Issue: Whether precertification discovery can be conducted requiring an employer to search through old job applications for minor marijuana convictions that had been expunged from the state’s records in accordance with the law before the date of the job application and sending letters to those job applicants matching the purported members of the class action.
Facts: The case had initially begun in 2005 when the original three plaintiffs applied for jobs at Starbucks. They filed it as a class action against Starbucks, on behalf of 135,000 job applicants who had been asked, on the job application, to disclose minor marijuana convictions which had been destroyed/“obliterated” under state law. Governor Brown, in the 1970s, enacted a state law that required the complete destruction of all records of minor marijuana convictions that are more than two years old. Importantly, the law also prohibited employers from seeking any records pertaining to minor marijuana convictions from any source. The plaintiffs sought a $200 statutory penalty against Starbucks illegal job application.
Procedural History: In 2007, the trial court certified the class of all persons who had applied to work at Starbucks since 2004. However, the appellate court held that the actual parties did not have standing to represent the class action because they had no actual marijuana convictions to reveal. The trial court then allowed the plaintiffs file an amended complaint which would include only applicants with marijuana convictions and later allowed them to conduct further discovery to find a “suitable” class representative. Starbucks was ordered to randomly review batches of 25 job applications until they found 25 applicants with minor marijuana convictions that were supposed to be “destroyed” by the law. They would be sent letters as members of the class, disclosing their names to the class’s counsel and becoming the primary parties, unless they decided to opt out.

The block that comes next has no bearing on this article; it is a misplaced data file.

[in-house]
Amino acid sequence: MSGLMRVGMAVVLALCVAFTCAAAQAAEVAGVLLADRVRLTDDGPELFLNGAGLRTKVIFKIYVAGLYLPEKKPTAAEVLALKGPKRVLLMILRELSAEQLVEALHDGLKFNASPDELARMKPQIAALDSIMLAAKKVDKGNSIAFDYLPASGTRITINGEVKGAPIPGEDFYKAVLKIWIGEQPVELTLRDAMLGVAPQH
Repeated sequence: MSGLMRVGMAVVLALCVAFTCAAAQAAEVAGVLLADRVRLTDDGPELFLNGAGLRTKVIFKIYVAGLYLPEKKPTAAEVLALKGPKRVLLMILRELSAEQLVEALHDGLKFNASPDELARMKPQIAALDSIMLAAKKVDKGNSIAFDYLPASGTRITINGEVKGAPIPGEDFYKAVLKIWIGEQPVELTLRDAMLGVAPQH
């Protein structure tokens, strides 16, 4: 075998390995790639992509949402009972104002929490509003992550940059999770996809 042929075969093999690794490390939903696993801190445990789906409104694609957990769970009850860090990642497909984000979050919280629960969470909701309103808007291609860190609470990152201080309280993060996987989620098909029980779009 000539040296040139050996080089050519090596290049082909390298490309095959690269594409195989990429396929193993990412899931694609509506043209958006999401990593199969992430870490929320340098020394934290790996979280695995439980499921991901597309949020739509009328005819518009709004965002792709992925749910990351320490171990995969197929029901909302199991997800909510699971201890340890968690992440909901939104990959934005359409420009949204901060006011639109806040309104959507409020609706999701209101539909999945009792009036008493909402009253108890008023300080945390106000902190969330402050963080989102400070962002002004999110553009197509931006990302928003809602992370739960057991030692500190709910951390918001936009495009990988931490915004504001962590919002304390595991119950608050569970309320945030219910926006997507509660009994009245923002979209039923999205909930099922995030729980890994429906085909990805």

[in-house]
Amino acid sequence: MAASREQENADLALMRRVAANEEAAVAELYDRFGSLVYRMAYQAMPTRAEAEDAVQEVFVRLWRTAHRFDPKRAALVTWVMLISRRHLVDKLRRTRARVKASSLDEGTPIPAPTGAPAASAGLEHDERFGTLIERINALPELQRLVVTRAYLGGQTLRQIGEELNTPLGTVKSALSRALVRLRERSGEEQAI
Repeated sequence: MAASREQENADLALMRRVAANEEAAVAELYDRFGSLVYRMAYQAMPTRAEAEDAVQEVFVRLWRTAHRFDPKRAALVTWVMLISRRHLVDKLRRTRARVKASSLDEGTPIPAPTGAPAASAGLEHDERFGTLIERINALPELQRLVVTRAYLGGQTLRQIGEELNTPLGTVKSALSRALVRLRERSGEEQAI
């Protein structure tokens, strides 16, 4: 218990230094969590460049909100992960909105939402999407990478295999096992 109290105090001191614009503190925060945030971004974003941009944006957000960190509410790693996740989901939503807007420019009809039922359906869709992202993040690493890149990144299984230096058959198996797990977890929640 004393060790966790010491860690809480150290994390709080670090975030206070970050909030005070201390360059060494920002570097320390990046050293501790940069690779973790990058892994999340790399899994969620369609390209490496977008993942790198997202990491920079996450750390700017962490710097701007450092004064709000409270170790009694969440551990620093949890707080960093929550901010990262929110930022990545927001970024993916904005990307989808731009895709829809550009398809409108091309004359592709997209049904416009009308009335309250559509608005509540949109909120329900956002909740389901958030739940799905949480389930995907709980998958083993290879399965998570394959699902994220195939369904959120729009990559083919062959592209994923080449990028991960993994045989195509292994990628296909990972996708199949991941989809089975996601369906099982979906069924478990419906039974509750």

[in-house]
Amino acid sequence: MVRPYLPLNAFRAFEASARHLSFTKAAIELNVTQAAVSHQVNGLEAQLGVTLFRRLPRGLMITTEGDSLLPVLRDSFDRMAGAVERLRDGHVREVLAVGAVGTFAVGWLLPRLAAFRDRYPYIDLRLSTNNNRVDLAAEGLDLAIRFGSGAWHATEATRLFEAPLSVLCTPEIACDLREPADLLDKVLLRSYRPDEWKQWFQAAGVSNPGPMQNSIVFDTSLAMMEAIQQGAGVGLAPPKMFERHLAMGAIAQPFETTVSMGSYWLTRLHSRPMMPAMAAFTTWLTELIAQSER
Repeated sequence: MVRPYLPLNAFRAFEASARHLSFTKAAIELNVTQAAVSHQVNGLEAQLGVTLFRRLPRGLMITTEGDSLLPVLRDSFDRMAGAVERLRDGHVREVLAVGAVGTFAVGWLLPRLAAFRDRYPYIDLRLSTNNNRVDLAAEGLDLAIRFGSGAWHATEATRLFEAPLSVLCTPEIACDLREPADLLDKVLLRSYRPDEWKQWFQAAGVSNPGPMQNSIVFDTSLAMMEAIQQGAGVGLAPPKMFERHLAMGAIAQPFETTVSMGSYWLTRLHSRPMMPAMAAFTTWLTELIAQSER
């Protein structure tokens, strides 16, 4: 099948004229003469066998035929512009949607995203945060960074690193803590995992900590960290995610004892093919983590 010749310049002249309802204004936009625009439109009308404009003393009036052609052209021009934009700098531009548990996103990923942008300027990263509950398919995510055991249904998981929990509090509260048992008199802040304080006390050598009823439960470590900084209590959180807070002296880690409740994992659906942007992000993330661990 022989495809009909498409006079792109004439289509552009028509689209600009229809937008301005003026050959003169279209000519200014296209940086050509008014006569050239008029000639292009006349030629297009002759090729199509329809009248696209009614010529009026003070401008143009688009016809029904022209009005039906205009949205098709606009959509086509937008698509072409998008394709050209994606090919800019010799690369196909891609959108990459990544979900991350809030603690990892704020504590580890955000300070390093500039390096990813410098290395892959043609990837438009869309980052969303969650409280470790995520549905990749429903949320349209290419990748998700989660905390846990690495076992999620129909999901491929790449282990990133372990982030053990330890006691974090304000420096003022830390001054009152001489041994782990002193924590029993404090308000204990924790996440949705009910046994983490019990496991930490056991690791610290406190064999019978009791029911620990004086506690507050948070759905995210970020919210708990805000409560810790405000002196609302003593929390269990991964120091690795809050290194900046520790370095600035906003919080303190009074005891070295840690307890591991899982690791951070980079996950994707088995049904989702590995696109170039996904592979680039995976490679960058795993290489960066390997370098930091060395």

Holding(s): The law requires destruction of criminal records for minor marijuana convictions and prohibits employers from inquiring into such convictions. Thus, the court held that these records are given the highest degree of privacy and must be treated as if they never existed.
However, the court found that the trial court abused its discretion in granting discovery by ordering Starbucks to search its job applications to identify all applicants with marijuana convictions and forward the names of those employees to a neutral administrator who would then send an opt-out letter to their last known address to provide them with a chance to opt out of the class action and thus maintain their privacy interests.
Reasoning: The court applied a balancing test that weighed the actual or potential abuses of the class action procedure against the potential benefits that might be gained from the legal action. The precertification class discovery (before the class is actually certified) will harm the alleged/potential class member’s privacy rights, violating, to some extent, the same rights that the legal action seeks to assert.
The court concluded by noting in dicta that since there is apparently no way to identify class members without violating their privacy rights, as granted by the California minor marijuana convictions law, there may be no ascertainable class for purposes of this legal action (“let alone a class representative plaintiff”).
By: Matthew Crawford